Red-Headed Woman

Red-Headed Woman is a 1932 American pre-Code romantic comedy film, produced by Metro-Goldwyn-Mayer, based on a novel of the same name by Katharine Brush, and with a screenplay by Anita Loos. It was directed by Jack Conway, and stars Jean Harlow as a woman who uses sex to advance her social position. During the course of the film, Harlow's character breaks up a marriage, has multiple affairs and pre-marital sex, and attempts to kill a man.

Red-Headed Woman
Directed byJack Conway
Produced byPaul Bern
Written byF. Scott Fitzgerald (uncredited)
Screenplay byAnita Loos
Based onRed-Headed Woman
by Katherine Brush
StarringJean Harlow
Chester Morris
Lewis Stone
Charles Boyer
Una Merkel
Music byRichard A. Whiting
Raymond B. Egan
CinematographyHarold Rosson
Edited byBlanche Sewell
Distributed byMetro-Goldwyn-Mayer
Release date
  • June 25, 1932 (1932-06-25) (United States)
Running time
79 minutes
CountryUnited States


Lillian "Lil" Andrews (Jean Harlow) is a young woman, living in Ohio, who will do anything to improve herself. She seduces her wealthy boss William "Bill" Legendre Jr. (Chester Morris) and cleverly breaks up his marriage with his loving wife Irene (Leila Hyams). Irene reconsiders and tries to reconcile with Bill, only to find he has married Lil the previous day.

However, Lil finds herself shunned by high society, including Bill's father, Will Legendre, Sr. (Lewis Stone), because of her lower-class origins and homewrecking. When Charles B. Gaerste (Henry Stephenson), a nationally known coal tycoon and the main customer of the Legendre's company, visits the city, Lil thinks she has found a way to force her way into the highest social circles. She seduces Charles, then blackmails him into throwing a party at her mansion, knowing that no one would dare offend him by not showing up. It seems like a social coup for Lil, until her hairdresser friend and confidante Sally (Una Merkel) points out that all the guests have left early to attend a surprise party for Irene (who lives across the street).

Humiliated, she decides to move to New York City, even if it means a temporary separation from her husband. Will Sr. finds Lil's handkerchief at Gaerste's place and correctly guesses what Lil has done. He shows his evidence to his son, who hires detectives to watch Lil. They find that she is conducting not one, but two affairs, with Charles and his handsome French chauffeur Albert (Charles Boyer). Bill shows Charles damning photographs.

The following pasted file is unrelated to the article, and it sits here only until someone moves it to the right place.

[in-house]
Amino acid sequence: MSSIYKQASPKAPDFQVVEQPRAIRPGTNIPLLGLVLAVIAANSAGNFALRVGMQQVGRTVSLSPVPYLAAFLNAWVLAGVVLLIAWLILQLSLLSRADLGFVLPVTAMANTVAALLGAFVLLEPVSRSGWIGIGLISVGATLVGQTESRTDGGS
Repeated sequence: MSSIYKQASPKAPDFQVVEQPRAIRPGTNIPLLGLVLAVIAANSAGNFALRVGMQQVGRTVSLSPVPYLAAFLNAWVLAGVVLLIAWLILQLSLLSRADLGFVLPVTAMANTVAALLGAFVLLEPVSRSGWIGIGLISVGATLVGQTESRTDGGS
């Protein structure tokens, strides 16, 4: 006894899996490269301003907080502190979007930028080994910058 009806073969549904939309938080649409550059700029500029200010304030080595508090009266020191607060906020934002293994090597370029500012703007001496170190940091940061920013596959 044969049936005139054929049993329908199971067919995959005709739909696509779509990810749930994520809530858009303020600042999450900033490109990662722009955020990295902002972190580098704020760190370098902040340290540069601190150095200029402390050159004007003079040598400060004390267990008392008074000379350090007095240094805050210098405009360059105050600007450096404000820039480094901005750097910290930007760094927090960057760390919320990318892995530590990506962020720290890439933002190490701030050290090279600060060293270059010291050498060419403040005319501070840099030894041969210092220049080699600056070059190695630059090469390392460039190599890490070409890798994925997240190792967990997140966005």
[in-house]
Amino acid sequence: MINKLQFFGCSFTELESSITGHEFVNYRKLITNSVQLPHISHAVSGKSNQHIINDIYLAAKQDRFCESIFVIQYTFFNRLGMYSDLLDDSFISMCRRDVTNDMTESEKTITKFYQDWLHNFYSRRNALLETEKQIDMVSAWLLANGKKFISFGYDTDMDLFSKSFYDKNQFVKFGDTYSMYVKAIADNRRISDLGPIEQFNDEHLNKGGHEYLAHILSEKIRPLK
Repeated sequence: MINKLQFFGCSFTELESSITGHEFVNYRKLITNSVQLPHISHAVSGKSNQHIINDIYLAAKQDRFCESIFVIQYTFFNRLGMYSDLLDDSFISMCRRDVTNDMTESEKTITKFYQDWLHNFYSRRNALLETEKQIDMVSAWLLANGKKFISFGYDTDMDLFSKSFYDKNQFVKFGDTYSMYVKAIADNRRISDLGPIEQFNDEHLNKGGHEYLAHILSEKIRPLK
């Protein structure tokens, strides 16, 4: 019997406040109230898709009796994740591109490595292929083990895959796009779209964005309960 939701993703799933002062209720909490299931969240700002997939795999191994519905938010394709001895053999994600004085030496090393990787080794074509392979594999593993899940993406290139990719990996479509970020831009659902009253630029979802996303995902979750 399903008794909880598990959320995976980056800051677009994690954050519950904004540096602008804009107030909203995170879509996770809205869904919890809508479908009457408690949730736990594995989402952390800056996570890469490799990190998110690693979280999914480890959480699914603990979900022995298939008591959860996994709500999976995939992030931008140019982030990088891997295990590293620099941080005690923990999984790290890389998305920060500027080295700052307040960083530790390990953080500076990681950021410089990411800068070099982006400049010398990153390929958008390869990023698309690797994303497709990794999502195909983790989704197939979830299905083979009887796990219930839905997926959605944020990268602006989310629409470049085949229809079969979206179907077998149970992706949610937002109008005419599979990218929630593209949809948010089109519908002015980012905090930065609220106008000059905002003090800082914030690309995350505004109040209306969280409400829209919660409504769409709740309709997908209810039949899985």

When Lil learns that Charles has found out about her, she returns to Bill, only to find him with Irene. Furious, she shoots him, but he survives and refuses to have her charged with attempted murder. However, he does divorce her, and remarries Irene. Two years later, he sees her again, at a racetrack in Paris, in the company of an aged Frenchman. He discreetly hides Irene's binoculars. In the final scene, Lil and her elderly companion get into a limousine driven by Albert.



The film proved difficult from its inception. F. Scott Fitzgerald and Marcel de Sano were originally hired to collaborate on creating a script adapted from Katherine Brush's 1931 novel. Fitzgerald initially turned down MGM's offer as their offer of $750 per week was not satisfactory; producer Irving Thalberg, however, raised the sum to $1,200 since he wanted Fitzgerald's name on the project. Fitzgerald then objected to working with de Sano, insisting that he work alone, but he was forced to comply. The two quickly experienced a falling out, but still finished the script in five weeks. Despite all this effort, however, Thalberg was concerned that the original story and the first draft of a script by Fitzgerald and de Sano was too serious, and offered the job of rewriting it to Anita Loos, instructing her to provide something that was more fun and playful and with a greater emphasis on comedy.[1][2] MGM then hired Anita Loos, who completed rough and revised drafts of the script between January and February 1932. (Both scripts are currently owned by Yale University at The Beinecke Rare Book & Manuscript Library.)